Recognize the Signs of Seizures

<b>Recognize the Signs of Seizures</b>“></td>
<p>(<a href=NewsUSA) – Epilepsy is a serious neurological disorder that can develop at any time in life, but there is a particular susceptibility in young children and the elderly. The condition produces seizures, which can range from a momentary disruption of the senses to short periods of unconsciousness or staring spells to convulsions. A seizure happens when a brief, strong surge of electrical activity affects part or all of the brain. When a person has two or more unprovoked seizures, they are considered to have epilepsy. Epilepsy affects more than 3 million people in the United States and 50 million people worldwide; yet, many people do not recognize the signs of a seizure.

Many times, the symptoms are misinterpreted as alcoholic or drug-induced intoxication. Some epilepsy symptoms have even been known to confuse law enforcement officers, who may mistake someone experiencing a seizure or post-seizure behaviors for mentally ill or criminal behavior.

For example, in Oakland County, Mich., police didn’t see a seizing Daniel Belongea’s medical bracelet and tasered and arrested him for disorderly conduct. In Nashville, Tenn., Federico Becerra, Jr. died after emergency personnel attempted to physically subdue his movements.

To prevent these tragic oversights and to ensure that first responders know how to care for people with epilepsy, the Epilepsy Foundation, a national non-profit organization, is expanding its “First Responders Training” program. The goal is to teach law enforcement and emergency medical response teams the correct way to respond to people experiencing seizures.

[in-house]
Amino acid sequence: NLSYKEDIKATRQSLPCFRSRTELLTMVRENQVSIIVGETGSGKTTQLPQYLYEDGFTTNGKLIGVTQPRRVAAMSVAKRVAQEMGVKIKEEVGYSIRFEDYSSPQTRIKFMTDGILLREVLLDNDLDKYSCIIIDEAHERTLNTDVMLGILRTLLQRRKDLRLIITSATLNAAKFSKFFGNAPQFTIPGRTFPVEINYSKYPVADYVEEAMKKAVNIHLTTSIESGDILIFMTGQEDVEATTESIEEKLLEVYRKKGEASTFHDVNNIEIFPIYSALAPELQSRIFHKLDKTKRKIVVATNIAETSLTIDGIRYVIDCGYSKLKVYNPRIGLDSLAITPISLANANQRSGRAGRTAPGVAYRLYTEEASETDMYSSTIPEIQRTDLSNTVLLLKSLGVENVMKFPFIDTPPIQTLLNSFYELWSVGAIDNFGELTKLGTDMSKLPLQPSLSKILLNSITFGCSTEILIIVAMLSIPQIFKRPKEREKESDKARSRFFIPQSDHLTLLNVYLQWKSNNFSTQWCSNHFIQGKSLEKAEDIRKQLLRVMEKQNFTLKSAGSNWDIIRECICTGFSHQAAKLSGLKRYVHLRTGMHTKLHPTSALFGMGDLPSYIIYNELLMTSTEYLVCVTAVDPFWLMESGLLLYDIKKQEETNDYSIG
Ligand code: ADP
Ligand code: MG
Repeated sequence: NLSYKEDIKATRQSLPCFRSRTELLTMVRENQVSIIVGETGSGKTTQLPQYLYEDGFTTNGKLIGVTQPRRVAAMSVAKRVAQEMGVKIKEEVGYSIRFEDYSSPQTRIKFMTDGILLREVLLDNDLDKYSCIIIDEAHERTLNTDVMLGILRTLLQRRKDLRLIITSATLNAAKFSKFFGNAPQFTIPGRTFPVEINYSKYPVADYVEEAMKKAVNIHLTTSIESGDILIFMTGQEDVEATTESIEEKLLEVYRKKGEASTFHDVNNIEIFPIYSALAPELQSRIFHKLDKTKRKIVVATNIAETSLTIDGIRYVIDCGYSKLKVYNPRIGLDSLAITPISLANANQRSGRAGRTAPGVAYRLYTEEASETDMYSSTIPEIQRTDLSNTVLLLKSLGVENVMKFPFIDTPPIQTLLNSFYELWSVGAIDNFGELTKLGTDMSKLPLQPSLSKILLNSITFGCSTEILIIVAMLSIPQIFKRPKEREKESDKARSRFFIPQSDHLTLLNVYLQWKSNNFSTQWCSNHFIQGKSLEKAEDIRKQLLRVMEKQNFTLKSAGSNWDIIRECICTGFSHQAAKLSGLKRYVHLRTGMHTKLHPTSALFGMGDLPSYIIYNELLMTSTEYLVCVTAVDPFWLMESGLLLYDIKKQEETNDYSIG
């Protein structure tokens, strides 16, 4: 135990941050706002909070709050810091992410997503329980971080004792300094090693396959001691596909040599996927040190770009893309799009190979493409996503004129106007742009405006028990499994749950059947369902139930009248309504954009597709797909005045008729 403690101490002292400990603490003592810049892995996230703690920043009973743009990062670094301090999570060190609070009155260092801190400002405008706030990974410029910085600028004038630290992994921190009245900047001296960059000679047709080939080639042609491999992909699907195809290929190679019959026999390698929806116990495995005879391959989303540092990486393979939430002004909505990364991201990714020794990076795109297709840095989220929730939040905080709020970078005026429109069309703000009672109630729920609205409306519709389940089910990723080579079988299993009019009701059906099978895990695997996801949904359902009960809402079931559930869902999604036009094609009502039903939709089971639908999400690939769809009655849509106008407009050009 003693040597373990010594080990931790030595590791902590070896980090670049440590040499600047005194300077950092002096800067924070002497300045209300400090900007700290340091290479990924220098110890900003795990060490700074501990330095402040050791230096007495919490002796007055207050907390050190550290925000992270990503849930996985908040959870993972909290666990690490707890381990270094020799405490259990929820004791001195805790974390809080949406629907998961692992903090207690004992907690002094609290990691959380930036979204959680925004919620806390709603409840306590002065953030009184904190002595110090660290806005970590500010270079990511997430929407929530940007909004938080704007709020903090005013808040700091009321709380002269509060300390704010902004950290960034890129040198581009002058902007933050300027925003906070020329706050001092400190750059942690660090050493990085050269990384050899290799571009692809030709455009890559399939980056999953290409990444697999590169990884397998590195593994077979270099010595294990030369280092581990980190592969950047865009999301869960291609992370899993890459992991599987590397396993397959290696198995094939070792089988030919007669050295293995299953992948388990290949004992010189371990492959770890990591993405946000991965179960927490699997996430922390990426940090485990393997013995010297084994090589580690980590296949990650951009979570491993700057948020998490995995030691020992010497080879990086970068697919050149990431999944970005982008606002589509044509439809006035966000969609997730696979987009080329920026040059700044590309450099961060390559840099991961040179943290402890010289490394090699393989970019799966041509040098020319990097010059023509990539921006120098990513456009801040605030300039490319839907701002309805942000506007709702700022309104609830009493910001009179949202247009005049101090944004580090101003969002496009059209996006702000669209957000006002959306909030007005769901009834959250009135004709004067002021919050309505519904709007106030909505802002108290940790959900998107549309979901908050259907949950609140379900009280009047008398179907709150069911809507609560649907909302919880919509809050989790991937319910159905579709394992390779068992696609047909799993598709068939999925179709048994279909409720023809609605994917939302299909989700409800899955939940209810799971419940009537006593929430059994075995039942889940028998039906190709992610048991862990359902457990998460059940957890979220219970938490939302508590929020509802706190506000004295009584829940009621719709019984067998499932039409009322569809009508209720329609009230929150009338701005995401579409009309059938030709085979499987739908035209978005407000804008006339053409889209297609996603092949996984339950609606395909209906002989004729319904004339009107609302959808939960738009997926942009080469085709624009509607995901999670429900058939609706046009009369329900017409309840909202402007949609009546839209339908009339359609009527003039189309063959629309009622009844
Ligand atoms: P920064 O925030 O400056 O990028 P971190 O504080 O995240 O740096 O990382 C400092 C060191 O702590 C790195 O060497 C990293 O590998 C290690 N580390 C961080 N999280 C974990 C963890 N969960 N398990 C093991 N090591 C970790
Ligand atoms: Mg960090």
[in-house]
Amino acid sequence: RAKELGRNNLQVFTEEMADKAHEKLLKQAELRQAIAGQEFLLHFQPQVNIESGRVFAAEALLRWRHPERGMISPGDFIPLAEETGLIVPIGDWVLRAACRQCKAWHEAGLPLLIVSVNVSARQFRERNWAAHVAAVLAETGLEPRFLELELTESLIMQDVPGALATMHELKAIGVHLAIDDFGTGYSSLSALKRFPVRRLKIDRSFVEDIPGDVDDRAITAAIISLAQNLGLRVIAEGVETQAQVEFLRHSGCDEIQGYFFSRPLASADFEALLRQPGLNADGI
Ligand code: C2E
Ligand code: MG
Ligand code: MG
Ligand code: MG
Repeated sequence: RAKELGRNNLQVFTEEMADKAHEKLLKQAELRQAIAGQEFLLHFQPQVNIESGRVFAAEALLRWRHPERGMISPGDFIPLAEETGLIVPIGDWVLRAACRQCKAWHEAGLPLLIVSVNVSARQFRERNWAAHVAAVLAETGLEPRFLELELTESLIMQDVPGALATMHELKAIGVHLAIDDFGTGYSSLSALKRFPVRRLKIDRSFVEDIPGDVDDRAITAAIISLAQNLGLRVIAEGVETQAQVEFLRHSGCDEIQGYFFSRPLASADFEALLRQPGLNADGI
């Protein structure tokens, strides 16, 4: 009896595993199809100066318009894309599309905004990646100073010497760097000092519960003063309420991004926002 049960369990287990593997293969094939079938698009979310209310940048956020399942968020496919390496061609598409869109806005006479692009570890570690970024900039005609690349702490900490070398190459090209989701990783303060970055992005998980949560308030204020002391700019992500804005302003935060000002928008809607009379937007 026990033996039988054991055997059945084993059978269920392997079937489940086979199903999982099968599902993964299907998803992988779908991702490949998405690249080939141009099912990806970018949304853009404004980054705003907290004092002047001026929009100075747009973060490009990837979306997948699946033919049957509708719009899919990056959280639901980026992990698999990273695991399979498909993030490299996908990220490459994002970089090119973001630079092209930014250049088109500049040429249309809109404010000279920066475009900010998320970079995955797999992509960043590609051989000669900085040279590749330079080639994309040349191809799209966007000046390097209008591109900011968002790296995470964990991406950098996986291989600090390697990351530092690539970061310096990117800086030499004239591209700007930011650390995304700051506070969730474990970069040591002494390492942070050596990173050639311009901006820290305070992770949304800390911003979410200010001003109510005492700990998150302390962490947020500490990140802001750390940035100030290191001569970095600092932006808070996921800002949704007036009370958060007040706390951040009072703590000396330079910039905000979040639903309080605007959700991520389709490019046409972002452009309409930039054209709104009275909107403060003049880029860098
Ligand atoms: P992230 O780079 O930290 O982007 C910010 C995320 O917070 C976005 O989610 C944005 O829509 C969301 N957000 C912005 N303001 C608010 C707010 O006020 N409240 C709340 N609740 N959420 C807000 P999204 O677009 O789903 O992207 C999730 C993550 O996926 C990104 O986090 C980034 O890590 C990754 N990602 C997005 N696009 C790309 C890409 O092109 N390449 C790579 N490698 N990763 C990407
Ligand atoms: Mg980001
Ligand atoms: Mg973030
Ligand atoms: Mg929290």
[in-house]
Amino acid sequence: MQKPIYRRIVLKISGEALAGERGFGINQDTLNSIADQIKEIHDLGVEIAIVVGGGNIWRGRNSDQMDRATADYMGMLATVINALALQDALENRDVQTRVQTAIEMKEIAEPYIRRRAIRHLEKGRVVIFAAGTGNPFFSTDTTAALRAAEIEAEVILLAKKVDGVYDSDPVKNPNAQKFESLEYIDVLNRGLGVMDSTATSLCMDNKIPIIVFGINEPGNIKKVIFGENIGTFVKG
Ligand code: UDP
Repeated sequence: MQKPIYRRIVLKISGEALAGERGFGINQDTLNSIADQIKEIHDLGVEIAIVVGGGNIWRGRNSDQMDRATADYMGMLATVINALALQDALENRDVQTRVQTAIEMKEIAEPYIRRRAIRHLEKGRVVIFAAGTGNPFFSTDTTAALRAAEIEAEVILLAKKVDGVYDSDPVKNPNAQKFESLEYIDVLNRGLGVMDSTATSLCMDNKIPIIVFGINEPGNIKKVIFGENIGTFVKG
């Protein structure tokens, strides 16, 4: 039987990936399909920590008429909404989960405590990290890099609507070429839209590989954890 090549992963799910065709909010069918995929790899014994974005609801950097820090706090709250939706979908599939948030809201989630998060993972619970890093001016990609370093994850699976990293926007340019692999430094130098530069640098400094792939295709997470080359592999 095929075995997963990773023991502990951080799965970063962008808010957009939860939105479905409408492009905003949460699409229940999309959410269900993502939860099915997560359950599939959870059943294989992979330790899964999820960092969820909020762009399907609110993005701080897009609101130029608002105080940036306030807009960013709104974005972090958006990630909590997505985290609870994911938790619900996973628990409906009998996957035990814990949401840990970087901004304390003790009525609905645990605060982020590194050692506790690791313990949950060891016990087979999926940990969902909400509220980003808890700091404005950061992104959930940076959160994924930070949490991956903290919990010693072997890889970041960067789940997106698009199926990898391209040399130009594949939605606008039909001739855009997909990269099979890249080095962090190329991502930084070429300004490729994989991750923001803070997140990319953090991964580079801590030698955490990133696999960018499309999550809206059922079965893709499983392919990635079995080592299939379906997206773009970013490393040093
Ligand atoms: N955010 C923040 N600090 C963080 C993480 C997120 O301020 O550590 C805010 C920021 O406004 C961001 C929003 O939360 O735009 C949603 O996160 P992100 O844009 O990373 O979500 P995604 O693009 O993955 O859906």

For more information on seizures, or to find out if training is available in your area, call the Epilepsy Foundation at 800-332-1000, or visit

Looking to Truckers for Gas-Saving Tips

<b>Looking to Truckers for Gas-Saving Tips</b>“></td>
<p>(<a href=NewsUSA) – High gas prices affect every business, but trucking companies especially feel the hit.

As diesel prices rise, truckers spend big bucks on shipments. Companies feel reluctant to pass extra costs on to consumers, so higher gas prices tend to cut into truckers’ profits. But many shipping companies and owner-drivers are taking steps to make big-rig transportation less expensive.

The tips that truckers use can help anyone save fuel -; and money -; whether they drive an eighteen-wheeler or a Mini Cooper. The folks at North South Leasing Company (, a company that leases and sells trucks to businesses and individuals, offer these tips to drivers looking to save money on the roads:

– Don’t idle. Running your engine while your car is stopped wastes gas -; you get zero miles per gallon. Trucking companies are putting in policies to prohibit drivers from idling their trucks unless it is absolutely necessary. You should do the same.

– Maintain your car. Truckers constantly fine-tune their rigs. Likewise, car owners can improve their fuel efficiency by taking their vehicles to the shop at least four times annually, or whenever the seasons change. Making sure that filters remain unclogged and that engine components work properly can boost efficiency, so vehicles will use less fuel.

– Properly inflate your tires. Low tires reduce fuel efficiency, so make sure that your tires’ air pressure levels meet their manufacturer’s recommendations. Keeping your tires properly inflated at all times can save you well over 100 gallons of gas per year.